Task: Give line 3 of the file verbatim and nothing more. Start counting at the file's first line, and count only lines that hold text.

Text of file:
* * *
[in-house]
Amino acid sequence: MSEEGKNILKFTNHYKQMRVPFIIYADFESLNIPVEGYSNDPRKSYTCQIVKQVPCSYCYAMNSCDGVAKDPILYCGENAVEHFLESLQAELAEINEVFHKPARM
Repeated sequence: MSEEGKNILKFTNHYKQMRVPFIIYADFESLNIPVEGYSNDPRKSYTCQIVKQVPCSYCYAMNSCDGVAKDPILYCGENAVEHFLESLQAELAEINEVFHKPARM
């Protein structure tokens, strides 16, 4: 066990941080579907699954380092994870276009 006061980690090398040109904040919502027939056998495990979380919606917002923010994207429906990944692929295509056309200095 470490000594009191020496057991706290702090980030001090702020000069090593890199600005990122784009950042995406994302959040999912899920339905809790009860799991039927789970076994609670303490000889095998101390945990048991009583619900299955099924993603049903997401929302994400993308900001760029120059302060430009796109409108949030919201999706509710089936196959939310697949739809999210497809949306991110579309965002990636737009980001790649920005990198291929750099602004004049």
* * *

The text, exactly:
Repeated sequence: MSEEGKNILKFTNHYKQMRVPFIIYADFESLNIPVEGYSNDPRKSYTCQIVKQVPCSYCYAMNSCDGVAKDPILYCGENAVEHFLESLQAELAEINEVFHKPARM